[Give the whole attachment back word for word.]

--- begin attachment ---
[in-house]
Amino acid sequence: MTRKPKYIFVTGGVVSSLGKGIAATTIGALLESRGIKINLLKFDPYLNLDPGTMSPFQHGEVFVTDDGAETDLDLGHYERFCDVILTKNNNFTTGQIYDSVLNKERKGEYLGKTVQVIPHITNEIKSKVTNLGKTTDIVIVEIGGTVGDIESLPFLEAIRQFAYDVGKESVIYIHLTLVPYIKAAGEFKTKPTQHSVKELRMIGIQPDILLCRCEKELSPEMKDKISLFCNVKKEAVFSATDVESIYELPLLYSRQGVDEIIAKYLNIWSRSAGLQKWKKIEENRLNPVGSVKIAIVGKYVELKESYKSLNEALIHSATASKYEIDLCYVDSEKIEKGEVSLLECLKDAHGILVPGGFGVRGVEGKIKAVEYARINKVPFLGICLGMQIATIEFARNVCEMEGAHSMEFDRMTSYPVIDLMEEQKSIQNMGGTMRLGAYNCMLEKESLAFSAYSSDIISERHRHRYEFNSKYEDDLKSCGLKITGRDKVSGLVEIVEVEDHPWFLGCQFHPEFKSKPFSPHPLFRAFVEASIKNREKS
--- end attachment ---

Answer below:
[in-house]
Amino acid sequence: MTRKPKYIFVTGGVVSSLGKGIAATTIGALLESRGIKINLLKFDPYLNLDPGTMSPFQHGEVFVTDDGAETDLDLGHYERFCDVILTKNNNFTTGQIYDSVLNKERKGEYLGKTVQVIPHITNEIKSKVTNLGKTTDIVIVEIGGTVGDIESLPFLEAIRQFAYDVGKESVIYIHLTLVPYIKAAGEFKTKPTQHSVKELRMIGIQPDILLCRCEKELSPEMKDKISLFCNVKKEAVFSATDVESIYELPLLYSRQGVDEIIAKYLNIWSRSAGLQKWKKIEENRLNPVGSVKIAIVGKYVELKESYKSLNEALIHSATASKYEIDLCYVDSEKIEKGEVSLLECLKDAHGILVPGGFGVRGVEGKIKAVEYARINKVPFLGICLGMQIATIEFARNVCEMEGAHSMEFDRMTSYPVIDLMEEQKSIQNMGGTMRLGAYNCMLEKESLAFSAYSSDIISERHRHRYEFNSKYEDDLKSCGLKITGRDKVSGLVEIVEVEDHPWFLGCQFHPEFKSKPFSPHPLFRAFVEASIKNREKS